How HubSpot’s Inbound14 Reminds Me of MacWorld Boston 1985
In this week’s post called “Marketing in 2014”, HubSpot comments that “A lot’s happened in the marketing world in the last few years.” That’s the understatement of the century, and a lot has happened in the last few decades. This week I attended HubSpot’s Inbound14 conference, and it reminded me of the MacWorld Boston 1985 conference in more ways than one. “With more than 500,000 Macs in circulation and the resignation of Steve Jobs fresh on their minds, attendees had more than enough to talk about at that first event, held Aug. 21-23, 1985, at the Bayside Exposition Center in Boston, and touted as a chance to see “all of the elements of the Macintosh Office. … The 512K Macintosh, the LaserWriter, and AppleTalk, as well as Jazz from Lotus, are just a few of the products you’ll get to see.””
As a member of the Lotus Jazz marketing team and fresh out of grad school, the MacWorld show was intriguing to me. There was a sense that there was something new, something big, something that would change business forever, happening right before our eyes. That was the Macintosh introduction, 30 years ago.
Fast forward to 2014. The energy level of the attendees at this week’s conference was similar to Macworld 1985. The old slogan “You, a Mac, the World” might be updated to “You, some content, a prospect”. At Inbound14, there was the sense that we are looking at a new way of doing business – the notion that in order for your business to get found, you have to attract people to you and pull them in. This impacts the entire organization – things break (like processes) or need to be created (like content). People need to understand new concepts, like “social selling”, “social listening”, “content marketing”, “modern buyers” and “reach”, with lots of education and evangelizing of these concepts still required.
Not Breaking the Law of Attraction
Keep in mind that in 1985, there was nothing called the internet, so information traveled relatively slowly. At this week’s conference, interaction and information were real time – sessions were tweeted, photos were uploaded, and conference sessions were downloaded from Slideshare while the conference was still underway. The glow of devices among the audience during Malcolm Gladwell’s keynote session was captured in a neat aerial photo (that was tweeted, of course). And true to form, HubSpot did a solid job of applying inbound marketing in order to market their conference. The conference agenda was jam packed with interesting sessions, and tracks for different audiences in consumable 45-minute chunks. A mobile app helped attendees to navigate the conference, set their personal conference agenda and engage in the event completely with the inbound activity feed.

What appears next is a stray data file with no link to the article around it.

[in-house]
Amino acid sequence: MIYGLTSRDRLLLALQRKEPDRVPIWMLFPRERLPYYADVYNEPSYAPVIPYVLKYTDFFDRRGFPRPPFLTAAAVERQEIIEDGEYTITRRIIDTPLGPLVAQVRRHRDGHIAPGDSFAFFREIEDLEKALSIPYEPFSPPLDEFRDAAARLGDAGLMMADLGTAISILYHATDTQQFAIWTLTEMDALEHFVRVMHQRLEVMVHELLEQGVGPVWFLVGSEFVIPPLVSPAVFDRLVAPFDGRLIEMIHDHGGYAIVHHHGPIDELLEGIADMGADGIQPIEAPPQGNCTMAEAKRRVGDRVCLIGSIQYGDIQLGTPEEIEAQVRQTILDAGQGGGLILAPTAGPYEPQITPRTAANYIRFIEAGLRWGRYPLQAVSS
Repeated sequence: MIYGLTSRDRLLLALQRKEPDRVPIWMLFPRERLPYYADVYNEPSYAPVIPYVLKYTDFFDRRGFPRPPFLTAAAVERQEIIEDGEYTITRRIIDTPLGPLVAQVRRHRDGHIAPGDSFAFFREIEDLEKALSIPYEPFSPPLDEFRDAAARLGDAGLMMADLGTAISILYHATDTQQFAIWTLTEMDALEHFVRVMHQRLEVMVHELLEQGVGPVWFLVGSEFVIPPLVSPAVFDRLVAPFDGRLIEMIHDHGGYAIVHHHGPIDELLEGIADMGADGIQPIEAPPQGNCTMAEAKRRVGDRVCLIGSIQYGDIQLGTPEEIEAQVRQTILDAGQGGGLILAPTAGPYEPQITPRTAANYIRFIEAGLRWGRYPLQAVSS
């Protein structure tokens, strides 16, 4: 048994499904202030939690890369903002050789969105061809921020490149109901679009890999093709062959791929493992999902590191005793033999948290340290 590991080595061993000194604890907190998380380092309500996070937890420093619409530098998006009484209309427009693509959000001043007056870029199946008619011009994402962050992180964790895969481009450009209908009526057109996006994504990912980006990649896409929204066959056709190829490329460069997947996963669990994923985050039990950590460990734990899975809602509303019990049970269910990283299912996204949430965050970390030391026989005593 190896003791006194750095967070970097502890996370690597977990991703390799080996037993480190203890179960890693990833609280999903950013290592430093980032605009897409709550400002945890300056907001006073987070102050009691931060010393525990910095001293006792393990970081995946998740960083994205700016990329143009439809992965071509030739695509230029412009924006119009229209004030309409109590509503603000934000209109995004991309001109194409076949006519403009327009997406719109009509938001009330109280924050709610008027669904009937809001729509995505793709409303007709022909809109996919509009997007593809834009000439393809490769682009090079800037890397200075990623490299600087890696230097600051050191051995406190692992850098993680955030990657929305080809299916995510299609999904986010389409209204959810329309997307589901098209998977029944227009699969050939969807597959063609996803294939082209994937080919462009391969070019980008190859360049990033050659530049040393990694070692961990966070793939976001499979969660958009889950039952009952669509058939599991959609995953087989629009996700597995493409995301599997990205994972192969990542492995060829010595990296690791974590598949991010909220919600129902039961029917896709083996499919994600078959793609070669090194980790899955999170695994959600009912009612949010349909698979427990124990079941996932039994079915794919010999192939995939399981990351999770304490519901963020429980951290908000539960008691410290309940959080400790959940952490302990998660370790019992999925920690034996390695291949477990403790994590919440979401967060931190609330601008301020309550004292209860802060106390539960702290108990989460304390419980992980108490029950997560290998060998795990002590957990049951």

A Place to Meet
“Macworld was a place for fans and professionals to share ideas free from the prying eyes of PC users, where product announcements were welcome but not necessary, and the keynote was the least interesting part of the show.” Inbound14 had a similiar tone: although HubSpot (and other vendors) introduced additions to their marketing software platform, the conference was really a place to meet and learn about this thing called inbound marketing and to digest what that actually means in the grand scheme of things. How does one build an inbound business? Digital agencies, vendors, in house marketing teams and HubSpot partners – the new ecosystem – were all represented, as well as Guy Kawasaki (our Apple evangelist in the ‘80’s).
Implementing the New Stuff
In an interview with Hubspot’s Brian Halligan, David Meerman Scott asks what it takes to be successful with inbound marketing. Are companies unsuccessful with inbound marketing because they’re just dabbling in it, and not fully committed? Halligan’s response: “Successful inbound marketing is more about the width of your brain than the width of your wallet. It’s harder and harder to turn dollars into interest. It’s easier and easier to turn brain power into interest.” The notion that interest can be generated through sheer brain power isn’t a new concept – witness the lasting impact that a product first developed in 1984 still has today. What’s different today is that the power to generate this interest can come from different parts of the organization (and not just from product developers). The new ecosystem is trying to get their arms around these changes in the marketing world.
What are some of the most remarkable changes that you’ve seen in the marketing world over the last few years (or decades)?